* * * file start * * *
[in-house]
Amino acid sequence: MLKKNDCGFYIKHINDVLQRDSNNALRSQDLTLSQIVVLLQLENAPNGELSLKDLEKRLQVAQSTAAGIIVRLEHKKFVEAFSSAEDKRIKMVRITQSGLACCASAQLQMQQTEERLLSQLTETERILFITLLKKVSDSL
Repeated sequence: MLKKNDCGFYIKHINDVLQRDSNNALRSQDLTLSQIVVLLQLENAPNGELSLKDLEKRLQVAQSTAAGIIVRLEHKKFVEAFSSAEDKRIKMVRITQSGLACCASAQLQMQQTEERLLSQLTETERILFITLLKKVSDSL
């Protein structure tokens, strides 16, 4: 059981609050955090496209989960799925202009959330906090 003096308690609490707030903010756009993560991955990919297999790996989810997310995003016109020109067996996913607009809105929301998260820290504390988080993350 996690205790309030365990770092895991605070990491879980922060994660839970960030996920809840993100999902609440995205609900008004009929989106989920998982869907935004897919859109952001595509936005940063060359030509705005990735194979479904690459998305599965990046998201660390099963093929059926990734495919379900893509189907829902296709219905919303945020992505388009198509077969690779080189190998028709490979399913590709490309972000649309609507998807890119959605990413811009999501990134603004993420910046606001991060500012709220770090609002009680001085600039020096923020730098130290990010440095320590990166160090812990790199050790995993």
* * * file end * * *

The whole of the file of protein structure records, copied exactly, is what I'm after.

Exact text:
[in-house]
Amino acid sequence: MLKKNDCGFYIKHINDVLQRDSNNALRSQDLTLSQIVVLLQLENAPNGELSLKDLEKRLQVAQSTAAGIIVRLEHKKFVEAFSSAEDKRIKMVRITQSGLACCASAQLQMQQTEERLLSQLTETERILFITLLKKVSDSL
Repeated sequence: MLKKNDCGFYIKHINDVLQRDSNNALRSQDLTLSQIVVLLQLENAPNGELSLKDLEKRLQVAQSTAAGIIVRLEHKKFVEAFSSAEDKRIKMVRITQSGLACCASAQLQMQQTEERLLSQLTETERILFITLLKKVSDSL
């Protein structure tokens, strides 16, 4: 059981609050955090496209989960799925202009959330906090 003096308690609490707030903010756009993560991955990919297999790996989810997310995003016109020109067996996913607009809105929301998260820290504390988080993350 996690205790309030365990770092895991605070990491879980922060994660839970960030996920809840993100999902609440995205609900008004009929989106989920998982869907935004897919859109952001595509936005940063060359030509705005990735194979479904690459998305599965990046998201660390099963093929059926990734495919379900893509189907829902296709219905919303945020992505388009198509077969690779080189190998028709490979399913590709490309972000649309609507998807890119959605990413811009999501990134603004993420910046606001991060500012709220770090609002009680001085600039020096923020730098130290990010440095320590990166160090812990790199050790995993």